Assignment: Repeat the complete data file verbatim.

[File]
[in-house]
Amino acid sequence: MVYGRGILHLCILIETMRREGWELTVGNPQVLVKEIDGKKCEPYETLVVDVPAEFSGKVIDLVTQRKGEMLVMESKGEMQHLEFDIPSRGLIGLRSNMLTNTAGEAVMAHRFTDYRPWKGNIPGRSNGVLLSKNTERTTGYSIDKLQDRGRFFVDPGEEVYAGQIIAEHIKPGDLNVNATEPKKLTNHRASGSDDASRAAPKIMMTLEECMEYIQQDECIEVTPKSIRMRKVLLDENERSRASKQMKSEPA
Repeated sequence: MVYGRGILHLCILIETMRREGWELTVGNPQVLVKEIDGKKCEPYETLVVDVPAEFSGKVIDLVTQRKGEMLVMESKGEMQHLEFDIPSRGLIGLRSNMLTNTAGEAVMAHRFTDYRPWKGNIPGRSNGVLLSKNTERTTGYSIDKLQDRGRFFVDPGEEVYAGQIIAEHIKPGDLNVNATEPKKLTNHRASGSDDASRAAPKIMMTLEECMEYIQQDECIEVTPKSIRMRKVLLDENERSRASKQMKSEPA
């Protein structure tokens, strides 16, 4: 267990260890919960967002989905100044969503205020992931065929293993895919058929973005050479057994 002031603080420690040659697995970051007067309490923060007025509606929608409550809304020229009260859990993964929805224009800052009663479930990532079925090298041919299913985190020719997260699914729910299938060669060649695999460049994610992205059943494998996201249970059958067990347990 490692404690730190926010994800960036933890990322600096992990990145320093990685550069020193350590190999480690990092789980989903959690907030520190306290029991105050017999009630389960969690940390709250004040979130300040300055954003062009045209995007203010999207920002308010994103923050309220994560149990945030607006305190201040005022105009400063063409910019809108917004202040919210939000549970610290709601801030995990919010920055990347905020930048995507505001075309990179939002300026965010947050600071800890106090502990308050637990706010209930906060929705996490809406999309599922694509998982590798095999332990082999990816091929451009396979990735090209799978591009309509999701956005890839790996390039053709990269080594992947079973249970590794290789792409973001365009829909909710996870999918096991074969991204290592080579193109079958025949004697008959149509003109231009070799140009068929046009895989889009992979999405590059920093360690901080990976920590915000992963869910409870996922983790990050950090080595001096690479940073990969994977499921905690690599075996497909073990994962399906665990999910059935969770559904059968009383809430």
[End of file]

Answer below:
[in-house]
Amino acid sequence: MVYGRGILHLCILIETMRREGWELTVGNPQVLVKEIDGKKCEPYETLVVDVPAEFSGKVIDLVTQRKGEMLVMESKGEMQHLEFDIPSRGLIGLRSNMLTNTAGEAVMAHRFTDYRPWKGNIPGRSNGVLLSKNTERTTGYSIDKLQDRGRFFVDPGEEVYAGQIIAEHIKPGDLNVNATEPKKLTNHRASGSDDASRAAPKIMMTLEECMEYIQQDECIEVTPKSIRMRKVLLDENERSRASKQMKSEPA
Repeated sequence: MVYGRGILHLCILIETMRREGWELTVGNPQVLVKEIDGKKCEPYETLVVDVPAEFSGKVIDLVTQRKGEMLVMESKGEMQHLEFDIPSRGLIGLRSNMLTNTAGEAVMAHRFTDYRPWKGNIPGRSNGVLLSKNTERTTGYSIDKLQDRGRFFVDPGEEVYAGQIIAEHIKPGDLNVNATEPKKLTNHRASGSDDASRAAPKIMMTLEECMEYIQQDECIEVTPKSIRMRKVLLDENERSRASKQMKSEPA
């Protein structure tokens, strides 16, 4: 267990260890919960967002989905100044969503205020992931065929293993895919058929973005050479057994 002031603080420690040659697995970051007067309490923060007025509606929608409550809304020229009260859990993964929805224009800052009663479930990532079925090298041919299913985190020719997260699914729910299938060669060649695999460049994610992205059943494998996201249970059958067990347990 490692404690730190926010994800960036933890990322600096992990990145320093990685550069020193350590190999480690990092789980989903959690907030520190306290029991105050017999009630389960969690940390709250004040979130300040300055954003062009045209995007203010999207920002308010994103923050309220994560149990945030607006305190201040005022105009400063063409910019809108917004202040919210939000549970610290709601801030995990919010920055990347905020930048995507505001075309990179939002300026965010947050600071800890106090502990308050637990706010209930906060929705996490809406999309599922694509998982590798095999332990082999990816091929451009396979990735090209799978591009309509999701956005890839790996390039053709990269080594992947079973249970590794290789792409973001365009829909909710996870999918096991074969991204290592080579193109079958025949004697008959149509003109231009070799140009068929046009895989889009992979999405590059920093360690901080990976920590915000992963869910409870996922983790990050950090080595001096690479940073990969994977499921905690690599075996497909073990994962399906665990999910059935969770559904059968009383809430």